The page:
Ossur FX Patella Stabilizer - FAQ - Frequently Asked Questions and Answers

Ossur FX Frequently asked questions

Some of these questions may be similar to questions you might have. Use these answers as a guide, but always ensure you get a medical diaganosis before assuming your condition and a treatment.

Q. My Doctor says I have Patellofemoral Pain Syndrome (PFPS). Will a FX help?

A. According to scientific study, the FX is an extremely effective treatment for PFPS. PFPS can be most simply describes as pain behind the kneecap. Symptoms include diffuse knee pain, and are most prevalent when walking, running or sitting for an extended period of time. It is more pronounced when walking downhill or down stairs. The condition may present with or without cartilage damage.

Q. I play volleyball and the jumping is really hurting my right knee. What should I do?

A. Consult a physician to see if you may have what's commonly known as 'Jumper's Knee' or Patellar Tendinopathy. It is often misdiagnosed for other conditions that cause pain in front of the knee. Typically, patellar tendinopathy involves knee pain and tenderness at the bottom of the kneecap. The pain usually starts at the beginning of activity, then settles down after warm-up, and returns immediately after activity or even the next day. Ballistic activities such as basketball, volleyball, or other jumping activities are usually predisposing factors.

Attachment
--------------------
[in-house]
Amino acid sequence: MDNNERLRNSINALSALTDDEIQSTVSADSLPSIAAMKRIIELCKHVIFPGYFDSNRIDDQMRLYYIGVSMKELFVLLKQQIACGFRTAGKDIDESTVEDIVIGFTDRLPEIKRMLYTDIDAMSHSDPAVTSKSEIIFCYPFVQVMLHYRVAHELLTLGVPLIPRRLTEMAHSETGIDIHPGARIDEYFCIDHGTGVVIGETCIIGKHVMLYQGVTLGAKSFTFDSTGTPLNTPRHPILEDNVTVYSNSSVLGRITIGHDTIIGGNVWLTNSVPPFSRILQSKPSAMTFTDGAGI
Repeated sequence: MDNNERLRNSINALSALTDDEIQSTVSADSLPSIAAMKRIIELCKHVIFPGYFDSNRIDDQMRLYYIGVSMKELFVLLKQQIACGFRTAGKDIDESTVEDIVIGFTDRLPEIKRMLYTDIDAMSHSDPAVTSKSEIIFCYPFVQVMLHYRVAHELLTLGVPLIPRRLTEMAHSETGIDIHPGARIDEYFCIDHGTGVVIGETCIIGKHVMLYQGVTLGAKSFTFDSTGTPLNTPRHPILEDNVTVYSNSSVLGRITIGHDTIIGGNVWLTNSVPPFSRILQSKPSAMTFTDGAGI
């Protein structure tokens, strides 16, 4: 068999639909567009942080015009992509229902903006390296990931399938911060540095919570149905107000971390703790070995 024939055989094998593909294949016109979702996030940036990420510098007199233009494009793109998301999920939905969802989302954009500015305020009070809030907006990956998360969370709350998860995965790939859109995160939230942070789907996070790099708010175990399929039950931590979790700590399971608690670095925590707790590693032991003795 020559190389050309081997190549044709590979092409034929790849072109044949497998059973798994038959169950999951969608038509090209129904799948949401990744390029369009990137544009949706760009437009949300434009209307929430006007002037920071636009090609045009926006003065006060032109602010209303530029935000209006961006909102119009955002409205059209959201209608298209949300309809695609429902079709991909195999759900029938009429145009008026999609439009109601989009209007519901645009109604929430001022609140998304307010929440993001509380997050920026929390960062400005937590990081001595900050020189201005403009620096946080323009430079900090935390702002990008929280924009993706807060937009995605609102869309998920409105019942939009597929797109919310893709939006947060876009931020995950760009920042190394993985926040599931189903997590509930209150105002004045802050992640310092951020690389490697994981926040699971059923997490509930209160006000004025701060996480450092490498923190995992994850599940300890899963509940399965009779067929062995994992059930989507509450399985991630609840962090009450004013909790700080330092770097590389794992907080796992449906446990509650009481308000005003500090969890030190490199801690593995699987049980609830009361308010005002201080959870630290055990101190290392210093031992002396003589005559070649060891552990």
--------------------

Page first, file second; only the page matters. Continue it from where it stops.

Q. I've been told to wear a knee brace for my Chondromalacia. Why?

A. Chondromalacia Patellae involves a gradual softening of the cartilage under the kneecap. Disease onset can be caused by improper tracking of the kneecap, so a knee brace may help the patella to track through a full range of motion. The FX has a stable buttress system designed to do that and it is proven to work. Because the pain increases over time, and may be intensifies with activities such as running, squatting or jumping, the FX may be worn during activity to reduce those affects.

Q. My son is a 14 year old skateboarder and has never had a knee injury. He complains of a constant tenderness below his knee. Should he wear a knee brace?

A. Well, it could be a few things, so you need to consult a physician. If it is found that the pain stems from the insertion site of the quadriceps (thigh muscles), he may be diagnosed with Osgood-Schlatter disease. It is a common source of knee pain in adolescence, occurring more frequently in males than females. The condition develops when excessive use of the quadriceps causes irritation at the muscle's insertion on the developing bone of the tibia (shin bone). A knee brace such as the FX may be used as a safe and effective tool to reduce that pain.

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